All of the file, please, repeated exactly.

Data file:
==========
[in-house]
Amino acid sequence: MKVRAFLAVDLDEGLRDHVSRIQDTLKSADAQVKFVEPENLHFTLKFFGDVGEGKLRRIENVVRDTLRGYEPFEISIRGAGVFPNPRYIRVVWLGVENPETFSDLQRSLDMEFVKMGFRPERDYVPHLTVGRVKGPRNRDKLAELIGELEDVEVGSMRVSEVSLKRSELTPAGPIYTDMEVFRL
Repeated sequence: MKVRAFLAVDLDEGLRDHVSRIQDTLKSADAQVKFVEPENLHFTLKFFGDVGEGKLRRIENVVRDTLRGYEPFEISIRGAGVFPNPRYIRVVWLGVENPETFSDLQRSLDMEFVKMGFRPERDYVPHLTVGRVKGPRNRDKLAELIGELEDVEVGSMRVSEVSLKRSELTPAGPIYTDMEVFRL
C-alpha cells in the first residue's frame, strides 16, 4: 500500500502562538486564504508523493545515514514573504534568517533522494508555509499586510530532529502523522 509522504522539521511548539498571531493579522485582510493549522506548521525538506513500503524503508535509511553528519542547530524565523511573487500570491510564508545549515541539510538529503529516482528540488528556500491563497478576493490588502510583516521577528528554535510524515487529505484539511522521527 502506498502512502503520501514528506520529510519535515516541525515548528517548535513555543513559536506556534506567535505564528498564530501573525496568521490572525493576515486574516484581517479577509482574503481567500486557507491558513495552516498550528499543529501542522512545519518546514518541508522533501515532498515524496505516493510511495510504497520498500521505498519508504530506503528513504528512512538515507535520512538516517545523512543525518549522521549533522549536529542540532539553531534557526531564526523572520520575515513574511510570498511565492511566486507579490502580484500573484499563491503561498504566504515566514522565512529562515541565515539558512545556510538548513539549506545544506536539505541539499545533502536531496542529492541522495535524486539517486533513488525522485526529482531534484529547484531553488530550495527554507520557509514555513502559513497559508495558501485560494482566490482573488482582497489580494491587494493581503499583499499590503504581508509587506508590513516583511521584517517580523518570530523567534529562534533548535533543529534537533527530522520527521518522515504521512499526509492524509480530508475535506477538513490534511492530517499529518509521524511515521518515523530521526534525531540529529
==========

[in-house]
Amino acid sequence: MKVRAFLAVDLDEGLRDHVSRIQDTLKSADAQVKFVEPENLHFTLKFFGDVGEGKLRRIENVVRDTLRGYEPFEISIRGAGVFPNPRYIRVVWLGVENPETFSDLQRSLDMEFVKMGFRPERDYVPHLTVGRVKGPRNRDKLAELIGELEDVEVGSMRVSEVSLKRSELTPAGPIYTDMEVFRL
Repeated sequence: MKVRAFLAVDLDEGLRDHVSRIQDTLKSADAQVKFVEPENLHFTLKFFGDVGEGKLRRIENVVRDTLRGYEPFEISIRGAGVFPNPRYIRVVWLGVENPETFSDLQRSLDMEFVKMGFRPERDYVPHLTVGRVKGPRNRDKLAELIGELEDVEVGSMRVSEVSLKRSELTPAGPIYTDMEVFRL
C-alpha cells in the first residue's frame, strides 16, 4: 500500500502562538486564504508523493545515514514573504534568517533522494508555509499586510530532529502523522 509522504522539521511548539498571531493579522485582510493549522506548521525538506513500503524503508535509511553528519542547530524565523511573487500570491510564508545549515541539510538529503529516482528540488528556500491563497478576493490588502510583516521577528528554535510524515487529505484539511522521527 502506498502512502503520501514528506520529510519535515516541525515548528517548535513555543513559536506556534506567535505564528498564530501573525496568521490572525493576515486574516484581517479577509482574503481567500486557507491558513495552516498550528499543529501542522512545519518546514518541508522533501515532498515524496505516493510511495510504497520498500521505498519508504530506503528513504528512512538515507535520512538516517545523512543525518549522521549533522549536529542540532539553531534557526531564526523572520520575515513574511510570498511565492511566486507579490502580484500573484499563491503561498504566504515566514522565512529562515541565515539558512545556510538548513539549506545544506536539505541539499545533502536531496542529492541522495535524486539517486533513488525522485526529482531534484529547484531553488530550495527554507520557509514555513502559513497559508495558501485560494482566490482573488482582497489580494491587494493581503499583499499590503504581508509587506508590513516583511521584517517580523518570530523567534529562534533548535533543529534537533527530522520527521518522515504521512499526509492524509480530508475535506477538513490534511492530517499529518509521524511515521518515523530521526534525531540529529